From child stage actor to Hollywood icon and heart-throb, to cool as heck philanthropist, ranch dressing stalwart, and racing enthusiast, Paul Newman made us all look like fat, ugly, boring and meager slobs from the late 1950’s when he burst onto the big screen until his death in 2008. He became a superstar in The Hustler (1961), a legend in Cool Hand Luke (1967), and a piece of American history in 1969’s Butch Cassidy and the Sundance Kid — a film boasted as “culturally, historically, or aesthetically significant” in its portrayal of the American Wild West and outlaw culture. Or maybe that was just the description of Newman and co-star Robert Redford’s man-beauty.
Newman’s streak of winning continued for almost the next forty years (despite the film Winning), and he’d cement himself as Hollywood royalty with roles in crime epic The Sting (1973), where he’d again pair with Redford in a film deemed “culturally, historically, or aesthetically significant” to America, as well as a reprisal of his role as “Fast Eddie” Felson from The Hustler in 1986’s The Color of Money for which he’d win an Academy Award. He made Road to Perdition and children’s hit Cars watchable, and eventually retired in 2007, doing some sweet voice-overs and promoting Meerkat awareness through 2008.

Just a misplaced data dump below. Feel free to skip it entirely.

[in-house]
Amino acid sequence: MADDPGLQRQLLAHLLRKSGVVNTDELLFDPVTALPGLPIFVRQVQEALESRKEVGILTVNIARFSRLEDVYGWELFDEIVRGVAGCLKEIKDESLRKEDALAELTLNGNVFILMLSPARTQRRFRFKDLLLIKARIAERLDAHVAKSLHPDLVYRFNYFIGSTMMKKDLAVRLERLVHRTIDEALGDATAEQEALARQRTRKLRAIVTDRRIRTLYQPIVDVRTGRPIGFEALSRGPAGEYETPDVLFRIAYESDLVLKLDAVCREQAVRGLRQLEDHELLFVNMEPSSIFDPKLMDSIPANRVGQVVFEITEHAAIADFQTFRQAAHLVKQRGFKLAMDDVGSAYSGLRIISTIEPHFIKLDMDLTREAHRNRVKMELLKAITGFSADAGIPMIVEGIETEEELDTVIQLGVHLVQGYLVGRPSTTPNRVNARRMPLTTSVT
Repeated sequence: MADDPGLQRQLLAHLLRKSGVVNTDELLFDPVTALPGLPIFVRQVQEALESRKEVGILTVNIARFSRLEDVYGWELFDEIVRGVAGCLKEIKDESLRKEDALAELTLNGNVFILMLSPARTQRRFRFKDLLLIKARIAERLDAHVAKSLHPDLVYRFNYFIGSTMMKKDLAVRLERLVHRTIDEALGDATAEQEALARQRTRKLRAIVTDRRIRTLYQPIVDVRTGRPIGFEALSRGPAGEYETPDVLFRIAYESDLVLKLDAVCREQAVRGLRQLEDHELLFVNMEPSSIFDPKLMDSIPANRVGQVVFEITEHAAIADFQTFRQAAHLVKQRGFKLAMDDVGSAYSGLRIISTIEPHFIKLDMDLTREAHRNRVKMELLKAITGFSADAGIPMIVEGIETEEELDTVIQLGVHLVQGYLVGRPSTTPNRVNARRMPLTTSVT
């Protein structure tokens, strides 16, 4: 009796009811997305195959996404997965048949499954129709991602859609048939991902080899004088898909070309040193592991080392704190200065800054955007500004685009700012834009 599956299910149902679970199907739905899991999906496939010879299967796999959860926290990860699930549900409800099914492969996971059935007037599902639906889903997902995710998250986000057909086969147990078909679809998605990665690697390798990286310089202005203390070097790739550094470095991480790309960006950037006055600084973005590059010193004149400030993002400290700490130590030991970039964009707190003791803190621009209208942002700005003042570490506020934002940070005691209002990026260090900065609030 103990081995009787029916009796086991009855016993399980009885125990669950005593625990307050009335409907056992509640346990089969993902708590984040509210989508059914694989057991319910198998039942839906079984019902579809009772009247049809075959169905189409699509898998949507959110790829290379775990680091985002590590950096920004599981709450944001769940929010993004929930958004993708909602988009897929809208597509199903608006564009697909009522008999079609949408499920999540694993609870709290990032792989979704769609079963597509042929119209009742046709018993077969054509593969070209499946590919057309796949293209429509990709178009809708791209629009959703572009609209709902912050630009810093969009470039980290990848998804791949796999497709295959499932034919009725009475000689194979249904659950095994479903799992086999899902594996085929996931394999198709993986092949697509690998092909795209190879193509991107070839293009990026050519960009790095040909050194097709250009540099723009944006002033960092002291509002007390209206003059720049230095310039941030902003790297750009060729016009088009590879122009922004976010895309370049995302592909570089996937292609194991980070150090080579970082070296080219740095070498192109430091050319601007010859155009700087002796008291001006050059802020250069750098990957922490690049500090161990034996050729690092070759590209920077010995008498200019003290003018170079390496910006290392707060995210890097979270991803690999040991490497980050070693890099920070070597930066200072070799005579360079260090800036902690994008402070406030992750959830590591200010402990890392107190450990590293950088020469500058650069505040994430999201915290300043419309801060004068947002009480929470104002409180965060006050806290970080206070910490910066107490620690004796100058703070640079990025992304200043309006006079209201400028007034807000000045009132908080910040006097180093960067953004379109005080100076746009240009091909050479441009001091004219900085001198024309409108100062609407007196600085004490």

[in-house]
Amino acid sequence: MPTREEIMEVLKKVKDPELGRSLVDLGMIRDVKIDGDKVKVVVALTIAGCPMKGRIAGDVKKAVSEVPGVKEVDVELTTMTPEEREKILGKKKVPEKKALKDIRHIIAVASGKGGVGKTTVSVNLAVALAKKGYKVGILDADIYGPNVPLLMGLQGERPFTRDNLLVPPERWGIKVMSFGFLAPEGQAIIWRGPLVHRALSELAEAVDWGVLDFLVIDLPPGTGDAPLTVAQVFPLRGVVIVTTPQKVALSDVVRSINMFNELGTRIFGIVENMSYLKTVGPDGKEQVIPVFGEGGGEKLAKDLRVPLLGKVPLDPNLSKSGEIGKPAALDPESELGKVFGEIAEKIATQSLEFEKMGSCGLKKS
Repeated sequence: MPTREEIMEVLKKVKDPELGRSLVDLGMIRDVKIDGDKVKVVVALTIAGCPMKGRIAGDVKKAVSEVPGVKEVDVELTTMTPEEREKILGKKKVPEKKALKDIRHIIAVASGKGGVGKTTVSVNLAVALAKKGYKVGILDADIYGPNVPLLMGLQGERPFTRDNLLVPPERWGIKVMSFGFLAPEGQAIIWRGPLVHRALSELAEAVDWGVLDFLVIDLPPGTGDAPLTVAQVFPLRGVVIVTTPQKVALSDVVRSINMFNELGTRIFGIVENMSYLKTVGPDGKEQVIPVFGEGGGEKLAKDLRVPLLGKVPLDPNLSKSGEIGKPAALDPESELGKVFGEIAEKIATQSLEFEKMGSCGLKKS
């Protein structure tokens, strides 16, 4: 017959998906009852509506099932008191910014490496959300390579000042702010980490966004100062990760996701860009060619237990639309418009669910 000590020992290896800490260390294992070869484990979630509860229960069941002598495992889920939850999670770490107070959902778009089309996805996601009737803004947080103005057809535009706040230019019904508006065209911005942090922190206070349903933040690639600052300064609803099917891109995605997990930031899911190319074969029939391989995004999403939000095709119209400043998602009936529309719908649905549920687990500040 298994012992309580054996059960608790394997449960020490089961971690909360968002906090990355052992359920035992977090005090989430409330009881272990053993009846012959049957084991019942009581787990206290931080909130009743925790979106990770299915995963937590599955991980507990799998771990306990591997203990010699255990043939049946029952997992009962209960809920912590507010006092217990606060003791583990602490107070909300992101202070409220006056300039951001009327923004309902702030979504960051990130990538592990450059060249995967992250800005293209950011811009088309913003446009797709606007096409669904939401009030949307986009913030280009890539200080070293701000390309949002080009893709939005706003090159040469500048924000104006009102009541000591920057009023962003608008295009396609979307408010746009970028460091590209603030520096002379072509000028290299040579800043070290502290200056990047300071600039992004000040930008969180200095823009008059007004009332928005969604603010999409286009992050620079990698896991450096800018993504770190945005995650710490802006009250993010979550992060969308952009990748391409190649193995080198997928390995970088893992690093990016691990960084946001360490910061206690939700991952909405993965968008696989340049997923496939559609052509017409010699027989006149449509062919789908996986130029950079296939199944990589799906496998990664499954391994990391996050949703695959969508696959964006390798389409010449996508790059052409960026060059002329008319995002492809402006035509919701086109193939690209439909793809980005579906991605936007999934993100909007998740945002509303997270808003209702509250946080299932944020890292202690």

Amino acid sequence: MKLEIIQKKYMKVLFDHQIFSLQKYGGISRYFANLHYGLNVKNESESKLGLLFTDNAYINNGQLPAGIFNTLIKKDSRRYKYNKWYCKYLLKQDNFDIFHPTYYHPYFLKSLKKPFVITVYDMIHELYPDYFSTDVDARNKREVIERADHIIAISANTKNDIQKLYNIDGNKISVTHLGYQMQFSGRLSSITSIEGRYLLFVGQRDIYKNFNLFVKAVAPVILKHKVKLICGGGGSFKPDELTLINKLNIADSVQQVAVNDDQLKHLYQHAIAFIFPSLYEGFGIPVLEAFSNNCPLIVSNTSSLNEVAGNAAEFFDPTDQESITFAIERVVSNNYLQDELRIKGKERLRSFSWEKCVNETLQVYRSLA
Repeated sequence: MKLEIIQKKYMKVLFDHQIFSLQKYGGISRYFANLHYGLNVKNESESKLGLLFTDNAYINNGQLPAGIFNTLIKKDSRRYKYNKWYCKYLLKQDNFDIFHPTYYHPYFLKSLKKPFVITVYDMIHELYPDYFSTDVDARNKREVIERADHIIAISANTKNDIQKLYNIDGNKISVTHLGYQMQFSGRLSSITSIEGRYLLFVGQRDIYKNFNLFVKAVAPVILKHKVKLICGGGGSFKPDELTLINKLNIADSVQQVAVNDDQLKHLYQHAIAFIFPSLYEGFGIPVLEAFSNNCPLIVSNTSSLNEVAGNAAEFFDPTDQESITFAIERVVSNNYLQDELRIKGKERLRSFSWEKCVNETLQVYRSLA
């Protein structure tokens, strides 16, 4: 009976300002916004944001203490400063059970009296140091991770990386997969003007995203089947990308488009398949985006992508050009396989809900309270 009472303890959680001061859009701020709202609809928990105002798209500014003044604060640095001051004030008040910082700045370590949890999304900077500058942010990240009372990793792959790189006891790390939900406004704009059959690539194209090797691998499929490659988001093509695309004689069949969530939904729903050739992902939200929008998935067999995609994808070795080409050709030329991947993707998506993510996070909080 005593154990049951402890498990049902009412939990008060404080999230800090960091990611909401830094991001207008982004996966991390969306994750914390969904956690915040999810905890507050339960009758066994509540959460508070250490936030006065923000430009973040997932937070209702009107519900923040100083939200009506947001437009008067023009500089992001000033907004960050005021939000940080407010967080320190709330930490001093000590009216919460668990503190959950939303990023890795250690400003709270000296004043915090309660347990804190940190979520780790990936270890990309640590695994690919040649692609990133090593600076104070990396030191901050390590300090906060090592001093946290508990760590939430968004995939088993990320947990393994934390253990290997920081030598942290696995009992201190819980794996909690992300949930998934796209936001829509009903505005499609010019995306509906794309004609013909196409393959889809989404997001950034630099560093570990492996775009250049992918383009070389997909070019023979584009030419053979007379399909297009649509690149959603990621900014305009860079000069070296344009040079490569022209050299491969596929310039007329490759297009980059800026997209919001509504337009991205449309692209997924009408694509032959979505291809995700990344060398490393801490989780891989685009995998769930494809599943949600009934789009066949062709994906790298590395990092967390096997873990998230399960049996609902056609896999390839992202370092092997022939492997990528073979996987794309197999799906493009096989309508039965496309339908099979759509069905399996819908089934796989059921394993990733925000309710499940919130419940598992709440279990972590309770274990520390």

Yet he’d seriously support many causes over his life, devoting thousands of hours and hundreds of millions of dollars to charities for sick kids, war refugees and many other organizations. He started all this philanthropy in 1982 with an awesome line of salad dressing Newman’s Own (known for some choice ranch), which morphed into all sorts of choice eats like salsas, sauces, beverages and the like.
He’d die of lung cancer on September 26, 2008, however everything about the the man and the legend lives on in his extensive filmography, enduring philanthropy, and dreamy eyes…